I listen to a lot of music, and by extension, I listen to a lot of metal. Lately I have been a little underwhelmed by surprises in the metalsphere, at least in terms of approach and style. There is a massive OSDM revival going on where lots of bands are aping Bolt Thrower, and while that’s not a bad thing, I am ready for whatever the next wave of inspiration will be. In the past year I have been excited by bands like Miscreance and Critical Extravasation, who have reached back to the days of Atheist and Death for their inspiration, but in the end, this is something that feels like a recycled approach. I’ve been trying to find that band that feels wholly original rather than riding the wave of a stylistic revival. I’m happy to say that I think Lunar Chamber is a band that is reaching into the past and the future at the same time. Let me elaborate.
The first thing to note about the band is that 20 Buck Spin picked up their debut EP. This is no small feat, as plenty of bands aspire to be on this stellar label which has seen so many excellent bands over the years. While I try to celebrate the bands more than the business side of things, it’s hard to not be intrigued by such a signing. So the question that follows is what did 20BS see in this band? Skill. Unadulterated skill. That’s what it was.
Shambhallic Visions has five tracks, with one being an intro track and one being an interlude. Now, normally I’d hate this approach, but I don’t think it detracts from the listening experience at all. The intro is a great ramp into the atmosphere and the interlude does feel like a genuine connective tissue from one song to the next. Now, let’s get on to the heart of this release. There are three main songs, with “Spirit Body and the Seeing Self” being the first one up after the intro and there is a lot thrown into this genre blender right from the jump. Synths, guitar harmonics, and and quick rolling riffs chime in before the blasting begins. The drumming by Kevin Paradis is crisp and leans into his deathgrind roots quite easily, while the shredding guitars from Brandon J. Iacovella and Kyle Walburn evoke shades of multiple eras of tech-death at once. There are angular stops and starts and the riffs never stop the entire time. The tones feel very immediate and current, not unlike those from Fallujah at times. Underneath all of this, the froggy and fretless bass lines from Thomas Campbell give not only rhythmic foundation but are a genuine feature.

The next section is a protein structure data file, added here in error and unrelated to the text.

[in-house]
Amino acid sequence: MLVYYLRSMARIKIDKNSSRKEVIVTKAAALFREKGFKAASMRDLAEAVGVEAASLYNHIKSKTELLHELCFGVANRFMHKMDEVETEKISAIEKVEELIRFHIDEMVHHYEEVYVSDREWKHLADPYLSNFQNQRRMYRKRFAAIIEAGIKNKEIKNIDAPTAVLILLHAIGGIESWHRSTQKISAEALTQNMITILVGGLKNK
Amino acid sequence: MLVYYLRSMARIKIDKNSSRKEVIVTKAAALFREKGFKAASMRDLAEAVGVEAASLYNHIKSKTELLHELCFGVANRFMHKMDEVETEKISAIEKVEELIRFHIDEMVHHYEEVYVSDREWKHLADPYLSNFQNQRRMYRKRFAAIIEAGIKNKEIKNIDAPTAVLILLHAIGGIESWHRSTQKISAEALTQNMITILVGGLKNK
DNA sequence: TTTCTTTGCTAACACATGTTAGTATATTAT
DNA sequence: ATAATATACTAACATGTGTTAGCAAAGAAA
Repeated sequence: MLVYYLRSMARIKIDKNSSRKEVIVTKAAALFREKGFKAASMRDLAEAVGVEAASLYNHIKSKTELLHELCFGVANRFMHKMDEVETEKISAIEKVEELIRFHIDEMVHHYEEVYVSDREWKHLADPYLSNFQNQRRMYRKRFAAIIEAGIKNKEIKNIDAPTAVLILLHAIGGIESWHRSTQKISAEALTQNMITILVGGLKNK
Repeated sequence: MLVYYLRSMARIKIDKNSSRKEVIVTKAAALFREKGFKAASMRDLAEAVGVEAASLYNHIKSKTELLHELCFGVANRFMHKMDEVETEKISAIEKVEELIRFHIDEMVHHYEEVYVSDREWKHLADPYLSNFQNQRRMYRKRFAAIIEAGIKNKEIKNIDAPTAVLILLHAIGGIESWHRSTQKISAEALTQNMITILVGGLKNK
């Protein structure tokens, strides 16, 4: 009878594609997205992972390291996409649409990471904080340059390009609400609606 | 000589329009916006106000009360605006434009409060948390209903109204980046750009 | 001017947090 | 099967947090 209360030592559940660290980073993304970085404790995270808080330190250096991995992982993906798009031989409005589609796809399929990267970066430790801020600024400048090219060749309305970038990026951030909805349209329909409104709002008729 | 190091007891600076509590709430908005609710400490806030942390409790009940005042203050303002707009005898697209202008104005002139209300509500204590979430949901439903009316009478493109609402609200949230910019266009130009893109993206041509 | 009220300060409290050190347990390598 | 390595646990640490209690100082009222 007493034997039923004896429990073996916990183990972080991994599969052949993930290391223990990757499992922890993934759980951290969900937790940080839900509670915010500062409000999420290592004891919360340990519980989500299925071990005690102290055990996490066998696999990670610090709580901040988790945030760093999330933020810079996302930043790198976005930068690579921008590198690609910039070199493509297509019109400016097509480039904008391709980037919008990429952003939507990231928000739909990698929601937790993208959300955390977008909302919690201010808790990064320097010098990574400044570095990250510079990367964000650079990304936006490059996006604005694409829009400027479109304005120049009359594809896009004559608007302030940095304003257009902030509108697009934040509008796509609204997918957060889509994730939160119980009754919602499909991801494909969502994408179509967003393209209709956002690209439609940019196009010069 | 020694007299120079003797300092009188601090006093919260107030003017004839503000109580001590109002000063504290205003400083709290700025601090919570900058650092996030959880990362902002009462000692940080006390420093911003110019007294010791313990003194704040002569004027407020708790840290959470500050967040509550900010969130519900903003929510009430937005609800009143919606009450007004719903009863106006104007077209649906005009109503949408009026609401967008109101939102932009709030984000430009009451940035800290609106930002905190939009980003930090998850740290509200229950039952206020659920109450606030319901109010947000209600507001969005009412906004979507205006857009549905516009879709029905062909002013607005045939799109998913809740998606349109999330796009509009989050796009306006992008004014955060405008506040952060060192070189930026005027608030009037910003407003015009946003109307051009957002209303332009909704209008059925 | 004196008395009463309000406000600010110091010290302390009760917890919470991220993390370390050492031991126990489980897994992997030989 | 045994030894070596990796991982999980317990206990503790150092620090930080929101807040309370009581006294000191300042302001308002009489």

There are so many great tricks up the sleeves of all of these players, with each song featuring beautiful timing changes, lovely (and uncharacteristic) chord progressions, and the knowledge of when to lay into the groove and when to go absolutely nuts. The final two songs take up the bulk of the EP’s runtime with “The Bodhi Tree” closing in on seven minutes and the grand finale, “III. Crystalline Blessed Light Flows… From Violet Mountains Into Lunar Chambers” is closer to thirteen minutes. Both of these songs are incredible demonstrations of composition, dynamics, and technical skill. There are clean, foreboding vocals, quiet moments of respite, shred-a-thons, and the galloping rhythm section is something at which I was consistently agape. The genre lines get slowly blurred as this record weaves its way into doom, death-doom, tech-death, and each layer is separated by a thick atmospheric frosting that is delicious and perfectly ties each delicious moment to the next.
As stated near the beginning, this is the kind of thing that I love to see, and I personally think needs to happen for metal to progress in a true fashion. Rather than cycle through classic tropes over and over, Lunar Chamber is reaching into the past from bands such as Cynic and Demilich but are also looking for new ways to interpret that sound and make something unique, original, and incredibly competent. This release genuinely excites me and gets me fired the fuck up. The future is bright for Lunar Chamber and I already can’t wait to see where they go from here. Shambhallic Visions needs to be on everyone’s radar, playlist, and turntable. This is the future of tech-death that honors the past and present and pushes the genre into the future.